Milton of Campsie minister who beat cancer twice is taking on huge swim charity challenge

A minister and mum-of-two is urging everyone to help two cancer charities by making a splash.
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Rev. Julie Moody has beaten cancer twice and is determined to do all she can to support the worthy causes by taking part in this year’s Swimathon.

The 51-year-old Milton of Campsie Parish Church minister aims to swim 500 lengths of Kirkintilloch Leisure Centre in coming weeks in aid of Cancer Research UK and Marie Curie.

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Joining her for the charity challenge will be her children, Josiah, 11, and Esher, aged nine.

The Rev. Julie Moody with children Josiah and Esther who will also take part in the Swimathon. Pic: ContributedThe Rev. Julie Moody with children Josiah and Esther who will also take part in the Swimathon. Pic: Contributed
The Rev. Julie Moody with children Josiah and Esther who will also take part in the Swimathon. Pic: Contributed

With the countdown to the Paris Olympics well underway, she is issuing a rallying cry for Scotland’s pool-lovers to "go for gold” in their own way by raising vital funds for the two much-loved causes.

It was a terrible shock when Julie discovered a lump while breastfeeding and was diagnosed with breast cancer in 2015 . Her youngest child was only five months old at the time.

Two years later after undergoing gruelling treatment and a reconstruction, Julie found another lump in her breast.

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She had more surgery, chemotherapy, radiotherapy, hospitals stays and time away from her young family.

During this time, her family and her local church were very supportive. Now Julie hopes that sharing her story will encourage people in Scotland to get off the starting blocks and help support the charities close to her heart.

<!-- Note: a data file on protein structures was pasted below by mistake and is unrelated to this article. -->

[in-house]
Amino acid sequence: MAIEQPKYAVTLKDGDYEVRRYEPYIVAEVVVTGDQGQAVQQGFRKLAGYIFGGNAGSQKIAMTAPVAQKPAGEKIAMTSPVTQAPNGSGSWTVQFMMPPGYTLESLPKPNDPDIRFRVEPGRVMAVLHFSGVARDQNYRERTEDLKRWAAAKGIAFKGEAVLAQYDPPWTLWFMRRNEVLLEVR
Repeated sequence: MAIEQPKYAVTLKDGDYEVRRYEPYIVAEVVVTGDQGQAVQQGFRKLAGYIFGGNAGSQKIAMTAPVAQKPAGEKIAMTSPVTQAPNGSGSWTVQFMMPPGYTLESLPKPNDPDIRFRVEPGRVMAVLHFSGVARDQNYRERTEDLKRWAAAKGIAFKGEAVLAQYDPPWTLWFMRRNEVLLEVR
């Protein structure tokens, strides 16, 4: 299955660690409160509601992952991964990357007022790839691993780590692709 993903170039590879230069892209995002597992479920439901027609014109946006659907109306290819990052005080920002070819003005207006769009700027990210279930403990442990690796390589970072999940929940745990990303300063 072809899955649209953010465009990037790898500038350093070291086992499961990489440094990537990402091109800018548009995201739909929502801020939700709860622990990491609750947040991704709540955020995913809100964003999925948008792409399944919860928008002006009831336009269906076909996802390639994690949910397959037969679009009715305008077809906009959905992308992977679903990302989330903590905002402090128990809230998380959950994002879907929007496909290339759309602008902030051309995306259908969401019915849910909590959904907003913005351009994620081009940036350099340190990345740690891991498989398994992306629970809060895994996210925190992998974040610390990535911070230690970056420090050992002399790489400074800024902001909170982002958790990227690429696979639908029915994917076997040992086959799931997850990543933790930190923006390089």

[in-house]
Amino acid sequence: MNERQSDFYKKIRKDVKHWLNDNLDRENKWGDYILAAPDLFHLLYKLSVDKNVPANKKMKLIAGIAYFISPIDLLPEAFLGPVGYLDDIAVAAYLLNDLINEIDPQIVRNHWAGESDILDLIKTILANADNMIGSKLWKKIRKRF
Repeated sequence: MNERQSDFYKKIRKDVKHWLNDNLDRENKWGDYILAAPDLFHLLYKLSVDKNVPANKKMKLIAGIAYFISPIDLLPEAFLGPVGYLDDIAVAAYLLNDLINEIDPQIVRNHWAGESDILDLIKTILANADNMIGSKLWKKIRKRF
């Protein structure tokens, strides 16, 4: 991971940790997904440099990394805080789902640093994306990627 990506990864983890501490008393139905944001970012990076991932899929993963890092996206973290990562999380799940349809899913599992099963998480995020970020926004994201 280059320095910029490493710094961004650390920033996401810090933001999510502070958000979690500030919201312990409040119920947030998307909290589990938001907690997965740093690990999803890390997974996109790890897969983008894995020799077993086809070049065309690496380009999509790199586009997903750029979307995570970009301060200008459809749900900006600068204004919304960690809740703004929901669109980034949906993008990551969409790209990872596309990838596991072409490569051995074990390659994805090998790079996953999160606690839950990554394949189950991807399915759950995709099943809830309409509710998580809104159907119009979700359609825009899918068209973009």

Julie always loved sports, enjoying mountain biking and running. When her children both began to swim with the local swim club four times a week Julie got into swimming through taking and watching them.

She said: “Once I took it up, I found swimming to be very liberating. When I saw the Swimathon on Facebook, I thought – what a great activity to do as a family. I’ve done sport fundraisers before, I have run the London marathon twice, but the Swimathon is unique because it’s not just for adults. It is a beautiful thing that my children can participate in raising money for something that affects so many people, including some of my friends.

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“I’m so grateful for the treatment that saved my life and to all the medical staff who helped me recover. My experience means I understand all too clearly why events such as Swimathon are so crucial to help fund the work of charities like Cancer Research UK and Marie Curie, which rely on our support.”

Julie is keen to emphasise you don’t need to be the next Adam Peaty to take part. With a variety of distances available - from 400m up to 30.9k - the event offers a challenge for swimmers young and old, new and experienced.

People can participate individually or as part of a team. And any swimmers who can’t make one of the organised sessions can sign up to MySwimathon, which takes place from April 19 - May 5, and choose a time and venue that suits them.

Julie added: “Together with my children we are going to make a team effort to reach 500 lengths. The most I have swam is about 130 lengths and my children do 100 lengths each. It will be a great challenge for us to dig a little deeper to go the extra distance.

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"The great thing about the challenge is that it is so inclusive and welcomes different abilities. We have the time to take a break, eat a quick snack, before getting back into the water to reach our goal.”

Not only does the event support important causes, £2.50 from the entry fee of everybody taking part at an official Swimathon venue is donated to help protect these pools for the future.

Since it began in 1986, the event has raised more than £55m for charity.

Lisa Adams, Cancer Research UK spokesperson for Scotland, said: “From pioneering some of the first chemotherapies, to the development of advanced, targeted treatments and immunotherapy, our research has played a role in around half of the world’s essential cancer drugs. With nearly one in two people set to be diagnosed with cancer in their lifetime, it’s thanks to the generosity and commitment of supporters like Julie that we are able to fund the vital treatments of tomorrow.

"That’s why we’re urging swimmers to dive in, raise money and help us to keep making new discoveries and breakthroughs. Together, we are beating cancer.”

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